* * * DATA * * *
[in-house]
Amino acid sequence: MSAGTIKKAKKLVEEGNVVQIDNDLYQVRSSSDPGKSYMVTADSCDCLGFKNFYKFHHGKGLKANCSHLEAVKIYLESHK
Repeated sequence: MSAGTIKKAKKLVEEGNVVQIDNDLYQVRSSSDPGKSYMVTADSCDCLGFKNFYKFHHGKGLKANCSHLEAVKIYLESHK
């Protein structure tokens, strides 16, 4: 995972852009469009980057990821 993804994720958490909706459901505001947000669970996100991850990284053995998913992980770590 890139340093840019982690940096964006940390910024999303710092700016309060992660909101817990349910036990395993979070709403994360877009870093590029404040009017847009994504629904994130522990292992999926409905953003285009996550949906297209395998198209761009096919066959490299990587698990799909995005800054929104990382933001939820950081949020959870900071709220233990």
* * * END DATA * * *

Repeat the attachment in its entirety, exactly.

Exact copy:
[in-house]
Amino acid sequence: MSAGTIKKAKKLVEEGNVVQIDNDLYQVRSSSDPGKSYMVTADSCDCLGFKNFYKFHHGKGLKANCSHLEAVKIYLESHK
Repeated sequence: MSAGTIKKAKKLVEEGNVVQIDNDLYQVRSSSDPGKSYMVTADSCDCLGFKNFYKFHHGKGLKANCSHLEAVKIYLESHK
């Protein structure tokens, strides 16, 4: 995972852009469009980057990821 993804994720958490909706459901505001947000669970996100991850990284053995998913992980770590 890139340093840019982690940096964006940390910024999303710092700016309060992660909101817990349910036990395993979070709403994360877009870093590029404040009017847009994504629904994130522990292992999926409905953003285009996550949906297209395998198209761009096919066959490299990587698990799909995005800054929104990382933001939820950081949020959870900071709220233990």